The value of nonspecific treatment, including pyretotherapy, in dermatology has long been recognized.1
The purpose of this communication is to report the results of a clinical trial of a new pyrogenic agent, pyromen.® 2 This substance is a purified product obtained from Pseudomonas aeruginosa. It is not a protein and is free from bacteria and other toxic material. It is not anaphylactogenic and is antigenic only in that increasing amounts usually must be given for each succeeding bout when repeated courses of fever are desired in a short period.3
After its intravenous administration a chilling phase ensues, during which there is peripheral vasoconstriction with concomitant decrease in the temperature of the skin of all the extremities. There is initial leukopenia followed by pronounced leukocytosis which usually persists for many hours. As with other forms of fever therapy, one occasionally encounters transient albuminuria and occasional hyaline casts.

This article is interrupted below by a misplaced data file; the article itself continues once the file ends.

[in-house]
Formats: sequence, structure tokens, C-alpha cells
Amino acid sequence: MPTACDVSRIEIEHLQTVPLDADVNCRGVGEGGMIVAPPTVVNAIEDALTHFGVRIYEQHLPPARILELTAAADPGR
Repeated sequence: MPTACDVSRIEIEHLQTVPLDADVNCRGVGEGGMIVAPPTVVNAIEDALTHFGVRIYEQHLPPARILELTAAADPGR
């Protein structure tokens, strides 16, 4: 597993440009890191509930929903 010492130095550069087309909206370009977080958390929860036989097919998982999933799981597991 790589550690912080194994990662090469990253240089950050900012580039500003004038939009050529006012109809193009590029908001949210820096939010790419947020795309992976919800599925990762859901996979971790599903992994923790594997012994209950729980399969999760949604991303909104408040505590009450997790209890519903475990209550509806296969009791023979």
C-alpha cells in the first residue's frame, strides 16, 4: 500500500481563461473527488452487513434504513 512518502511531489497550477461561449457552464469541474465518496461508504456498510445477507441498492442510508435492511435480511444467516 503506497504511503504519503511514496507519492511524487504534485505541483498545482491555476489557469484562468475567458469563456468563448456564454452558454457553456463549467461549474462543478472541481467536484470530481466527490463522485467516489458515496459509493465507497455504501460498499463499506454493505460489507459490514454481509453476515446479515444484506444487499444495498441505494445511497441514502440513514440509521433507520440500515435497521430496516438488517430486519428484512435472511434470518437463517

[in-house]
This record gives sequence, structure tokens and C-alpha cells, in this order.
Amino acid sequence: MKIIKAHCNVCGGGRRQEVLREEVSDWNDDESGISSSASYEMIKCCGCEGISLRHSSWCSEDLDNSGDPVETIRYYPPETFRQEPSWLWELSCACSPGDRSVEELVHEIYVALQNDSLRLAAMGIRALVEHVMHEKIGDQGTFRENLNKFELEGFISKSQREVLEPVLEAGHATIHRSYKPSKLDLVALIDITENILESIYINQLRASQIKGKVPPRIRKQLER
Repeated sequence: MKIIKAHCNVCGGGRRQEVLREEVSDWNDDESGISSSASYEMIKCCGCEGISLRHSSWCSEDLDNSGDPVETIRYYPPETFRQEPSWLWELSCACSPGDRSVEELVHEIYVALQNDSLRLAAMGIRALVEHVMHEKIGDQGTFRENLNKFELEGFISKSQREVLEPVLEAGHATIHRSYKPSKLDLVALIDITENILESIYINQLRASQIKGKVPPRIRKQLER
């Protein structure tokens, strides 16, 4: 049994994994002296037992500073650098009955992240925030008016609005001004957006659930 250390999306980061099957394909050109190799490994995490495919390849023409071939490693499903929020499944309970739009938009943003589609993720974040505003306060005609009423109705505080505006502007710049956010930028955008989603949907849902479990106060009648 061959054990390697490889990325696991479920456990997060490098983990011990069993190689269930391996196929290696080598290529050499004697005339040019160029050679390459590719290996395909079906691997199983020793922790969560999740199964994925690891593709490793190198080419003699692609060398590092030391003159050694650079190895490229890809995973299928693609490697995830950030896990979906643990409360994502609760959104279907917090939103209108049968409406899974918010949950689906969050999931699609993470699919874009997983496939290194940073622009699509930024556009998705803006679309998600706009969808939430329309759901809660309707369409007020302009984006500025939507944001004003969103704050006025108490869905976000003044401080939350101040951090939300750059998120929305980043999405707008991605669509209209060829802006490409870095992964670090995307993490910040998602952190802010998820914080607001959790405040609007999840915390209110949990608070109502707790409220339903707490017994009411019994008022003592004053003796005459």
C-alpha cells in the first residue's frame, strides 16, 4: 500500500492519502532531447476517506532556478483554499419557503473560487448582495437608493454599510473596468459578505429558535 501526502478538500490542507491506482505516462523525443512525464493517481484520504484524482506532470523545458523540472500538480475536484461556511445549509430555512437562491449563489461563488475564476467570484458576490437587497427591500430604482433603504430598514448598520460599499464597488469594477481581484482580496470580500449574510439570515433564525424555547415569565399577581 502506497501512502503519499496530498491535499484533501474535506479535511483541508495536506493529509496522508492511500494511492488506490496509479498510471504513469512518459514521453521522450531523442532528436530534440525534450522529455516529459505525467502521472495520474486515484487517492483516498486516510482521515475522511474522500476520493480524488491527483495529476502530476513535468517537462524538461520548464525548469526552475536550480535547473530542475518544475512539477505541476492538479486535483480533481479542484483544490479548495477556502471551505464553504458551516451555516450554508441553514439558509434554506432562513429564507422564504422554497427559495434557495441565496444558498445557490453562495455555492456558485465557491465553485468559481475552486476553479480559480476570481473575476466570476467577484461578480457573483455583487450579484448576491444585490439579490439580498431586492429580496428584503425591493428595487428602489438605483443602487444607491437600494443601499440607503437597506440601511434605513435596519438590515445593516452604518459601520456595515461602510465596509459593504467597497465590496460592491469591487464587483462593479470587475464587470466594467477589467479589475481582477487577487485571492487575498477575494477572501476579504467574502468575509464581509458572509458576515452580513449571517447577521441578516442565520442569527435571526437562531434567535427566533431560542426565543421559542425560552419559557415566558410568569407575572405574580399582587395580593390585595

KIERLAND RR, KULWIN MH. CLINICAL EVALUATION OF A NEW PYROGENIC AGENT. Arch Derm Syphilol. 1950;62(4):571–572. doi:10.1001/archderm.1950.01530170097015
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